Do you do any other volunteering? 

Between the demands on me working with students at the university, my own illustrating, writing and animating career and a full life as a granny these days, SCBWI is all the volunteering I can manage to fit in!

Has volunteering influenced your art in any way? 

Yes! On the positive side, which it mostly is, inspiration and enthusiasm for the medium. Visual storytelling of all types is my passion, and being with others working on doing the same thing is an incredible plus. It can be difficult sometimes when the balance of work, family and volunteering isn’t right, but that’s part of the challenge of it all.

What are the advantages of being a volunteer? 

Meeting people! Not just those wonderful friends you make in the industry, who never fail to inspire with their knowledge and commitment to children’s illustration and visual storytelling, but also all the writers and illustrators at different stages of their careers who are so generous with their time and experience. This is a very generous industry over all, which never ceases to amaze me.

How many hours per week do you spend volunteering? 

That’s difficult to put down to a specific amount as it depends on timings set for planning and organising, contacting perspective facilitators for the masterclasses, setting up budgets, advertising and bookings. If it’s online, then it’s Zoom rooms or if it’s a physical space, making the contacts to hire spaces for the event to take place in. So it can be a lot of stop-and-start activities. As a team, we are in contact a lot to chat about what we would like to do and what we are going to do. Added into the mix is working with our current Illustration Coordinator as part of this whole process. I suppose each masterclass could take up to 10 hours split up within the team, although that doesn’t include the organisational requirements of being present at each event too.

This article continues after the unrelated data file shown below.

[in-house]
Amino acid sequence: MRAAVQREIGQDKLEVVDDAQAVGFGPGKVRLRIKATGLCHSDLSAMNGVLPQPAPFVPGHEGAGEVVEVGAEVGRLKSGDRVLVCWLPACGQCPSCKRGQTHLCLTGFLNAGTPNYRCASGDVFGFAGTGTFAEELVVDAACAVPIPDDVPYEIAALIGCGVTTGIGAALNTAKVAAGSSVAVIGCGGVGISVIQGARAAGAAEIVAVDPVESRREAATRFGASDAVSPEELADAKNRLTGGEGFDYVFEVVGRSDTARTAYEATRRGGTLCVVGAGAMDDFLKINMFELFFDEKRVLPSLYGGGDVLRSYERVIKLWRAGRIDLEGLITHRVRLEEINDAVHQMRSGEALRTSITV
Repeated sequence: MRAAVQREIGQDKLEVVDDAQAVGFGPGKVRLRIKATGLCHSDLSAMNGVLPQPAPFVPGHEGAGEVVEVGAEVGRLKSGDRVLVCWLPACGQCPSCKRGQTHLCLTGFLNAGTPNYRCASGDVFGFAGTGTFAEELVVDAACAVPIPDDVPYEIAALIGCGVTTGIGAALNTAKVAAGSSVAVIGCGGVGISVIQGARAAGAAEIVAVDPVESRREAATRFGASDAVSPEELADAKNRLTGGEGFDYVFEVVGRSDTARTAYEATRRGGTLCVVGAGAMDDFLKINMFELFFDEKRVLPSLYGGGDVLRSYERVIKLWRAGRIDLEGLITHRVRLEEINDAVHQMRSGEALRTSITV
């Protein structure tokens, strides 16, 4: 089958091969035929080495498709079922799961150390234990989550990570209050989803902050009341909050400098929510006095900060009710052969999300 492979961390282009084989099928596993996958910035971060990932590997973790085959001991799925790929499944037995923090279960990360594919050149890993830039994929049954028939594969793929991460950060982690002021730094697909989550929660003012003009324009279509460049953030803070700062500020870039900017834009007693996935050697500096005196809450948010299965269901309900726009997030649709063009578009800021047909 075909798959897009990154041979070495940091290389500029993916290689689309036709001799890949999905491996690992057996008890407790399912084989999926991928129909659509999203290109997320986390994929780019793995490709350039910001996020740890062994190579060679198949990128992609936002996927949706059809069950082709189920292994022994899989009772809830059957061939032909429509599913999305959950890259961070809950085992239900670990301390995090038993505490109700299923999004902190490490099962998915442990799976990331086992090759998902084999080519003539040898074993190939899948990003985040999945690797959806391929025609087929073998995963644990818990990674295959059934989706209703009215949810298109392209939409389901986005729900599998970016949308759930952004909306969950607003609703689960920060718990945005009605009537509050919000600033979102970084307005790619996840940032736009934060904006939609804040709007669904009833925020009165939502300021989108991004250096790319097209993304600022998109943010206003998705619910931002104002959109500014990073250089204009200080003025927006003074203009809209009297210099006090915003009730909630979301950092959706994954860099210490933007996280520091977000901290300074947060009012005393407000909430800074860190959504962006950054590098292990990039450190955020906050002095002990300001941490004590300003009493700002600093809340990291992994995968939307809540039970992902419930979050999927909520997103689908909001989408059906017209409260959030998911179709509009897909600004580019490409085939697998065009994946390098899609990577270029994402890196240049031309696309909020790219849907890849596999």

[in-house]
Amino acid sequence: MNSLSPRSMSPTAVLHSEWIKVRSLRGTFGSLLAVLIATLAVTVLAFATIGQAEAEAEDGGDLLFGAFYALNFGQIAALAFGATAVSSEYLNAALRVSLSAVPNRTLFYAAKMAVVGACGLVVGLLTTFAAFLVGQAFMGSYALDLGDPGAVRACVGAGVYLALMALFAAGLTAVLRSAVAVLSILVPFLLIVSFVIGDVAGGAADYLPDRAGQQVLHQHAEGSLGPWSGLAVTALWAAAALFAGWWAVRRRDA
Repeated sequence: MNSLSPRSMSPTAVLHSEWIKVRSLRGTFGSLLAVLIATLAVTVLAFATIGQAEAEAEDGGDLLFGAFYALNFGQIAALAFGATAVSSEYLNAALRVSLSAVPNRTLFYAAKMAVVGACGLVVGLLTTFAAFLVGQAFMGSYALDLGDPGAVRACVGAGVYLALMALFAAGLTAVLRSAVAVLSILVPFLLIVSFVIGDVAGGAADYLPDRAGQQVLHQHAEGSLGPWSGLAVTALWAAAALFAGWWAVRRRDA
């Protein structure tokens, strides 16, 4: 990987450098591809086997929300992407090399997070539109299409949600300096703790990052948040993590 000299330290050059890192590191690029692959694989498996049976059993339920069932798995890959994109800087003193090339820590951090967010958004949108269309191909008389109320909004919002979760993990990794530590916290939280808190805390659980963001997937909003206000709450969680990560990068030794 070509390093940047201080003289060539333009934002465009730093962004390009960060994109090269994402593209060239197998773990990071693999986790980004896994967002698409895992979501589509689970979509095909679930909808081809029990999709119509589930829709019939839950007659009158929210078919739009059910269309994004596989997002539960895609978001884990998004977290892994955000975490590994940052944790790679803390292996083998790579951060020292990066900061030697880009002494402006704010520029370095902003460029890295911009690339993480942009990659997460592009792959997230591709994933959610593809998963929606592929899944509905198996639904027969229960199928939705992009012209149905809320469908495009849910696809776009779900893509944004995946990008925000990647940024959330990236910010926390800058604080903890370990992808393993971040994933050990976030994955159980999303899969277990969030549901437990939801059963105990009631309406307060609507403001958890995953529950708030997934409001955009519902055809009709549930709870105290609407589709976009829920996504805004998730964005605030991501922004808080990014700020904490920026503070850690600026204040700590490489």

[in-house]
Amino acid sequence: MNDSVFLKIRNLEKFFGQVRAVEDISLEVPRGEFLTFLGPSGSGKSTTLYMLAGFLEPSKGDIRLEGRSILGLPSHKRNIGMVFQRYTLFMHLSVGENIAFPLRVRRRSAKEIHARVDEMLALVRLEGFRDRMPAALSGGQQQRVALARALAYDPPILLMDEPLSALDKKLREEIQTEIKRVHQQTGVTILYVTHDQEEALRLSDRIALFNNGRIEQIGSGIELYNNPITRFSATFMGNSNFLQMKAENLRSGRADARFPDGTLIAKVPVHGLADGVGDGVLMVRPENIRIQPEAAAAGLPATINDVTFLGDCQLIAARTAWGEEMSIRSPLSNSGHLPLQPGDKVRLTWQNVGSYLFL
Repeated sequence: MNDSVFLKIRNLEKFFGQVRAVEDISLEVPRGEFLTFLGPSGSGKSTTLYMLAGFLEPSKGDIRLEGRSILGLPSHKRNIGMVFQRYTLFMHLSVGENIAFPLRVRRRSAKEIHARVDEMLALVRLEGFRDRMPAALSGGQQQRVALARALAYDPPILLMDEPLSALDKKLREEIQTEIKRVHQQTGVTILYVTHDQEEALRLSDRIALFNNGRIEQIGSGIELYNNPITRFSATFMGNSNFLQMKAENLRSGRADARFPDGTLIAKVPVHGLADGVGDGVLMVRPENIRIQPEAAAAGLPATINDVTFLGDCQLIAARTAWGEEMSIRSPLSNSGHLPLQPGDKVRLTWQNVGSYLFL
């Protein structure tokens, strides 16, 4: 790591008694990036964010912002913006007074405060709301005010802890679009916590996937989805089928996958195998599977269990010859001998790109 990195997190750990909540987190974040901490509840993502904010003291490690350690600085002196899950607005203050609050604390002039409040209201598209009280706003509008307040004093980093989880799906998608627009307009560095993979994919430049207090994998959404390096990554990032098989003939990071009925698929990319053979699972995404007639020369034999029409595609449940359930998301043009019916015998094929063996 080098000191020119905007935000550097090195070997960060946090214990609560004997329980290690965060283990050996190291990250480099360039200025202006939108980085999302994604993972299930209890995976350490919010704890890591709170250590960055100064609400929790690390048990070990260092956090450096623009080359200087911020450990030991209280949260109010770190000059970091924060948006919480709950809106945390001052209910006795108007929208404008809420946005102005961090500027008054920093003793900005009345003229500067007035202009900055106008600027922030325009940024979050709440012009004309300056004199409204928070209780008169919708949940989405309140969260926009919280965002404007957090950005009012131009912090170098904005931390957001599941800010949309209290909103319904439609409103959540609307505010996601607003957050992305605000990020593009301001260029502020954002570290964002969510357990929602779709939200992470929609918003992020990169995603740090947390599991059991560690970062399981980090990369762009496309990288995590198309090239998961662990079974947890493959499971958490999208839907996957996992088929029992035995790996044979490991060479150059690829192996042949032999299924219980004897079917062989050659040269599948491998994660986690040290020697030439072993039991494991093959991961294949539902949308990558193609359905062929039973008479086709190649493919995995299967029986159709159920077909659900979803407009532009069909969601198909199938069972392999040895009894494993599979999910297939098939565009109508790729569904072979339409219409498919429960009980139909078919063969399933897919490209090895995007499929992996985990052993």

Do the boundaries between volunteering get blurred or do you have demarcated creating/volunteering times/space? 

Yes, they get blurred, no doubt. I mentioned the challenge of balance, right?

Favourite children’s book?

Tough to pick just one. Right now it’s a toss-up between Jillian Tamaki’s They Say Blue and Colours, Colours Everywhere by Julia Donaldson and Sharon King-Chai. The best older children’s graphic novel for me is still This One Summer by Jillian Tammy and Mairko Tamkaki.

* Header Illustration: Tita Berredo and Ell Rose
* Photo credits Anne-Marie Perks


Eva Wong Nava writes stories that help children to love who they are, develop a sense of belonging, and to see themselves in the pages of books. When not writing, Eva is a sensitivity editor helping publishers in the UK and North America to make sure that East and Southeast Asian people, culture and heritage are accurately represented in books.


Anne Boyere is one of Words & Pictures Feature Editors and runs the #SCBWIchat X (formerly Twitter) chat about books for all ages @SCBWI_BI. You can find her on X (formerly Twitter).  


Ell Rose is the Illustration Features Editor of Words & Pictures
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Tita Berredo is the Illustrator Coordinator of SCBWI British Isles and the Art Director of Words & Pictures.